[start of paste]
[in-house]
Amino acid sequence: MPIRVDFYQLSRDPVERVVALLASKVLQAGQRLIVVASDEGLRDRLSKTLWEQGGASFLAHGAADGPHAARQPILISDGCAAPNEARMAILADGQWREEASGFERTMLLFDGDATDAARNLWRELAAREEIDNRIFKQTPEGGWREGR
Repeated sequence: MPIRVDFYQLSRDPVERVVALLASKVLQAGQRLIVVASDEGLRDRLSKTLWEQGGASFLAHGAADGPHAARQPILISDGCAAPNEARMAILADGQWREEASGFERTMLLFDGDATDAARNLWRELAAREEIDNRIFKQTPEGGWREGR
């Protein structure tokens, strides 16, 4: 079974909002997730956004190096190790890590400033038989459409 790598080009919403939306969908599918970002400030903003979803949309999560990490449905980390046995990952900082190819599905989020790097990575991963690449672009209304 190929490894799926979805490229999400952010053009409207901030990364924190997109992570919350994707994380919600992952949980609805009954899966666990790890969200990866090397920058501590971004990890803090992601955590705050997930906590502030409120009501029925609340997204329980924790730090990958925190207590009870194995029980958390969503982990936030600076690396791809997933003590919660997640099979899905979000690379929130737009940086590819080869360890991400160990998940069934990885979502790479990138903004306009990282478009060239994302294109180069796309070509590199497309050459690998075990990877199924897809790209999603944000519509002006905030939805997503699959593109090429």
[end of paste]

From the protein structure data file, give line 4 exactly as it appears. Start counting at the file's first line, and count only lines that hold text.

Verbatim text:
């Protein structure tokens, strides 16, 4: 079974909002997730956004190096190790890590400033038989459409 790598080009919403939306969908599918970002400030903003979803949309999560990490449905980390046995990952900082190819599905989020790097990575991963690449672009209304 190929490894799926979805490229999400952010053009409207901030990364924190997109992570919350994707994380919600992952949980609805009954899966666990790890969200990866090397920058501590971004990890803090992601955590705050997930906590502030409120009501029925609340997204329980924790730090990958925190207590009870194995029980958390969503982990936030600076690396791809997933003590919660997640099979899905979000690379929130737009940086590819080869360890991400160990998940069934990885979502790479990138903004306009990282478009060239994302294109180069796309070509590199497309050459690998075990990877199924897809790209999603944000519509002006905030939805997503699959593109090429």